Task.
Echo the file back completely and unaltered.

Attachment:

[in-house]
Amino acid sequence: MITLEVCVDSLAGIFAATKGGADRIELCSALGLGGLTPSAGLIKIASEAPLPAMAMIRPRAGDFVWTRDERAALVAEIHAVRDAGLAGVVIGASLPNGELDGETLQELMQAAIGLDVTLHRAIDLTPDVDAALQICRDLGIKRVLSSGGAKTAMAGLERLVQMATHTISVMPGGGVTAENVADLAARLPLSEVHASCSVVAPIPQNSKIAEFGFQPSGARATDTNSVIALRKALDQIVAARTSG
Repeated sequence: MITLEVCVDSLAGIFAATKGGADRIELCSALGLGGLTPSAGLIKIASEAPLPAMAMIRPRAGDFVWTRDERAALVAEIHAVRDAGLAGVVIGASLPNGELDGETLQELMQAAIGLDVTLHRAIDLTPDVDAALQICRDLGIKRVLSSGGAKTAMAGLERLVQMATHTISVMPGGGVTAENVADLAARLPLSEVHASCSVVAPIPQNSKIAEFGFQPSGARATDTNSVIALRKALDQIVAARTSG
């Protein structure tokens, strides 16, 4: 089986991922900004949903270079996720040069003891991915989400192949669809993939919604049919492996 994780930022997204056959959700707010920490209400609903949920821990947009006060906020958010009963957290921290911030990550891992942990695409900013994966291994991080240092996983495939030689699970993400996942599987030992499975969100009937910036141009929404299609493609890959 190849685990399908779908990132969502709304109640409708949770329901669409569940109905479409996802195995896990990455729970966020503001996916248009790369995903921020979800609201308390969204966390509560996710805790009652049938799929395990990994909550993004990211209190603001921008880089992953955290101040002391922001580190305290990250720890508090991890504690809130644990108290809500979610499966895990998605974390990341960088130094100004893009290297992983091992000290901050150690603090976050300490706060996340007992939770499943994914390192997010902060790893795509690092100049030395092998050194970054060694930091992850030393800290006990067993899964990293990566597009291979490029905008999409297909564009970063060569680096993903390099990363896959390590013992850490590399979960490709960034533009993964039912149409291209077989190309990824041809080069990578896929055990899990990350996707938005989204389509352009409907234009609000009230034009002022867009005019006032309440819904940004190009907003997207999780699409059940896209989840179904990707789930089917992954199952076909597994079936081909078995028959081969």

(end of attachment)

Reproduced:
[in-house]
Amino acid sequence: MITLEVCVDSLAGIFAATKGGADRIELCSALGLGGLTPSAGLIKIASEAPLPAMAMIRPRAGDFVWTRDERAALVAEIHAVRDAGLAGVVIGASLPNGELDGETLQELMQAAIGLDVTLHRAIDLTPDVDAALQICRDLGIKRVLSSGGAKTAMAGLERLVQMATHTISVMPGGGVTAENVADLAARLPLSEVHASCSVVAPIPQNSKIAEFGFQPSGARATDTNSVIALRKALDQIVAARTSG
Repeated sequence: MITLEVCVDSLAGIFAATKGGADRIELCSALGLGGLTPSAGLIKIASEAPLPAMAMIRPRAGDFVWTRDERAALVAEIHAVRDAGLAGVVIGASLPNGELDGETLQELMQAAIGLDVTLHRAIDLTPDVDAALQICRDLGIKRVLSSGGAKTAMAGLERLVQMATHTISVMPGGGVTAENVADLAARLPLSEVHASCSVVAPIPQNSKIAEFGFQPSGARATDTNSVIALRKALDQIVAARTSG
């Protein structure tokens, strides 16, 4: 089986991922900004949903270079996720040069003891991915989400192949669809993939919604049919492996 994780930022997204056959959700707010920490209400609903949920821990947009006060906020958010009963957290921290911030990550891992942990695409900013994966291994991080240092996983495939030689699970993400996942599987030992499975969100009937910036141009929404299609493609890959 190849685990399908779908990132969502709304109640409708949770329901669409569940109905479409996802195995896990990455729970966020503001996916248009790369995903921020979800609201308390969204966390509560996710805790009652049938799929395990990994909550993004990211209190603001921008880089992953955290101040002391922001580190305290990250720890508090991890504690809130644990108290809500979610499966895990998605974390990341960088130094100004893009290297992983091992000290901050150690603090976050300490706060996340007992939770499943994914390192997010902060790893795509690092100049030395092998050194970054060694930091992850030393800290006990067993899964990293990566597009291979490029905008999409297909564009970063060569680096993903390099990363896959390590013992850490590399979960490709960034533009993964039912149409291209077989190309990824041809080069990578896929055990899990990350996707938005989204389509352009409907234009609000009230034009002022867009005019006032309440819904940004190009907003997207999780699409059940896209989840179904990707789930089917992954199952076909597994079936081909078995028959081969």